So, Freelancer contacts 3 colleagues, a graphic designer, a social platform specialist and a printer. If she’s lucky, maybe one of those colleagues will have a business (like, LLC, corp, etc.), but it’s mostly likely that her colleagues will also be freelancers working under their SSNs for 1099 income. Maybe she coordinates amongst all of them, or maybe she doesn’t, but regardless, Susie Client is in a weird position of paying 4 different people, interacting with 4 different people, trying to coordinate amongst them and getting frustrated. Freelancer isn’t equipped to take on paying her colleagues, nor does she have the time or the expertise. Not only that, but Susie Client doesn’t have time for this nonsense either.
What I would like to see happen is for there to emerge a player who is the tech equivalent of a Remodeling Contractor. This person owns a business and is essentially a project contractor, doing the dirty work of owning an EIN, coordinating their subcontractors’ schedules, vetting subs, creating space for collaboration, and project managing as the point person for Susie Client, who only has to deal with the one person. Agencies work like this, with an Account Manager taking on the role of point-of-contact… but Agencies are “real jobs”. Freelancers don’t want real jobs.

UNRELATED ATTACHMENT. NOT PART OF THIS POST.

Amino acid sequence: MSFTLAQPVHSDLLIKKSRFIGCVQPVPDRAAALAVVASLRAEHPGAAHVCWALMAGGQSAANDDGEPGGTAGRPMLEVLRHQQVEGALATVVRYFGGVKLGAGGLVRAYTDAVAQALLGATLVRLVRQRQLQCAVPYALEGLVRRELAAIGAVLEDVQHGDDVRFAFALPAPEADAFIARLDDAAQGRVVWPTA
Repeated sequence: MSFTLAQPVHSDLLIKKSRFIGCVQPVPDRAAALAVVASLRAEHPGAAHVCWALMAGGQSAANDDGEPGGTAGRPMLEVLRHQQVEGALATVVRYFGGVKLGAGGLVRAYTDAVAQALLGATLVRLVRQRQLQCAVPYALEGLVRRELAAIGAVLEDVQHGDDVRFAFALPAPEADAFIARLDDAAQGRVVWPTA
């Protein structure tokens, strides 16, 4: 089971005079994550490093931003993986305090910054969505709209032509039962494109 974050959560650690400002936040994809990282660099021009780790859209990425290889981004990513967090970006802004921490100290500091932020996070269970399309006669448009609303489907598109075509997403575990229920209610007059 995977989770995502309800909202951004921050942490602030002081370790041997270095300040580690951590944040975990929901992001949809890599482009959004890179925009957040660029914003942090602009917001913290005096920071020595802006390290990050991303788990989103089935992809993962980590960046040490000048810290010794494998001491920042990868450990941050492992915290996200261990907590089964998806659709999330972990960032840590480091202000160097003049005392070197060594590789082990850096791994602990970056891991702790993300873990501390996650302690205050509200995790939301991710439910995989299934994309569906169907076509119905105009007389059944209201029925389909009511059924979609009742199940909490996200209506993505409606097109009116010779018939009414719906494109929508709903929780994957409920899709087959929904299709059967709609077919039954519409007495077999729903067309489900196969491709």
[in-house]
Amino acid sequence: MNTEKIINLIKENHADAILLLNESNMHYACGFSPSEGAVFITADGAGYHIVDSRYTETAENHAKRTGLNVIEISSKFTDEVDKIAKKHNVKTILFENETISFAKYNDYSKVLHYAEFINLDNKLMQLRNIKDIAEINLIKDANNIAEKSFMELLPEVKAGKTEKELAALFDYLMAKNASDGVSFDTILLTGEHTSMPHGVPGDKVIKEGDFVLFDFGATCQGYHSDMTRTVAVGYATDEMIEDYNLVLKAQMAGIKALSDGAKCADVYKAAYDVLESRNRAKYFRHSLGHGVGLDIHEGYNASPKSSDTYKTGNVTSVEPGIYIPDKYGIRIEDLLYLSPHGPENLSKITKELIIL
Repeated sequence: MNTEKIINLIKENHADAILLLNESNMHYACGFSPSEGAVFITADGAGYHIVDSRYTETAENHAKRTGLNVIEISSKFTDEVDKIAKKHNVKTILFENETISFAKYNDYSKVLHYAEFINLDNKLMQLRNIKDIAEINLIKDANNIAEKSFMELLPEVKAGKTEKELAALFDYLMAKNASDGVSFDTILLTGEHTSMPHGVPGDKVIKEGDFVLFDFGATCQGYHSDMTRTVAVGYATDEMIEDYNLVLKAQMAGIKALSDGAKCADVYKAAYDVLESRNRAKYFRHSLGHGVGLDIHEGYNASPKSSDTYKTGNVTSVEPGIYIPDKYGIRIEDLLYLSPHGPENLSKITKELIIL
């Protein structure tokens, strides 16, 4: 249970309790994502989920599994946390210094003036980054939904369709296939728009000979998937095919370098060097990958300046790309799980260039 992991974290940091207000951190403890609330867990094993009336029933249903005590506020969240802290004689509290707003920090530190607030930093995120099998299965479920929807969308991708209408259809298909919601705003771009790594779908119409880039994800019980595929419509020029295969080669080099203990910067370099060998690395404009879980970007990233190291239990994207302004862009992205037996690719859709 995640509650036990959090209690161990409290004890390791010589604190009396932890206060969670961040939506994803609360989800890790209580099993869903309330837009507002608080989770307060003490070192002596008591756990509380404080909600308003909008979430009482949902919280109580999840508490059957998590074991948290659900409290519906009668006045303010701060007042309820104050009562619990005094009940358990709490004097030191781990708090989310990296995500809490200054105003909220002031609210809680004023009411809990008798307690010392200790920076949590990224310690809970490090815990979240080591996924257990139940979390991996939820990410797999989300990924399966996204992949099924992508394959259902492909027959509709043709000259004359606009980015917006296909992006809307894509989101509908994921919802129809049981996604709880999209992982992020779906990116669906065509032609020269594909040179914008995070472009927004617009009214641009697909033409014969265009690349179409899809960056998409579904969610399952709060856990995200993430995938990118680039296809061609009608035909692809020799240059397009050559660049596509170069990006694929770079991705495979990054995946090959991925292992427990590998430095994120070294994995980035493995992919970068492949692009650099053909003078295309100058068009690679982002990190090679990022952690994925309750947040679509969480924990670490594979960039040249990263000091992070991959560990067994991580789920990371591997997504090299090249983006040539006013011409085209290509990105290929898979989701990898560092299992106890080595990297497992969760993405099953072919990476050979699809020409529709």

And, more importantly, Susie Client doesn’t want or need an agency.
This is, officially, the new direction for BIPI in 2012. Sure, I’ll still be getting my hands dirty. But in this brave new world where freelance is too little and agency is too much, I’m taking a new (well, maybe not new. My parents did it for 25 years, after all) path.
I want to know all the best freelancers so that I can provide the exact solution that my clients need. And, yes, I want to keep it local, but more importantly I want to keep it connected. I want to feel like I’m leading a team. I love that my graphic designer, Kindell Moore, works with me at Starbucks. I love that my writing superstar, Sarah Pressler, is someone who I have grown to know and trust solely through really rich Facebook interaction that started from a random personal connection. I love that my life-saving Drupal developer, Rudy Barrett, came to me through my work with the Plugged In, Inc. productions of BarCamp & PodCamp here in Nashville.
I want to find clients who need this kind of service so that I can make a living helping people based on my experience. I’ve already been plugging away at this with Linda Morse‘s shopping cart and John Navin’s Personal Balance Blueprint overhaul, but it’s time to make this official. It’s time to see myself as a contractor more often than as a writer/developer/analyst/designer.
So. What do you guys think? Can BIPI turn her Remodeling Contractor dreams into a digital reality? More importantly, will my feet ever stay warm when I’m sitting at my desk?
I’ll keep you all updated. Meanwhile – help me figure this out!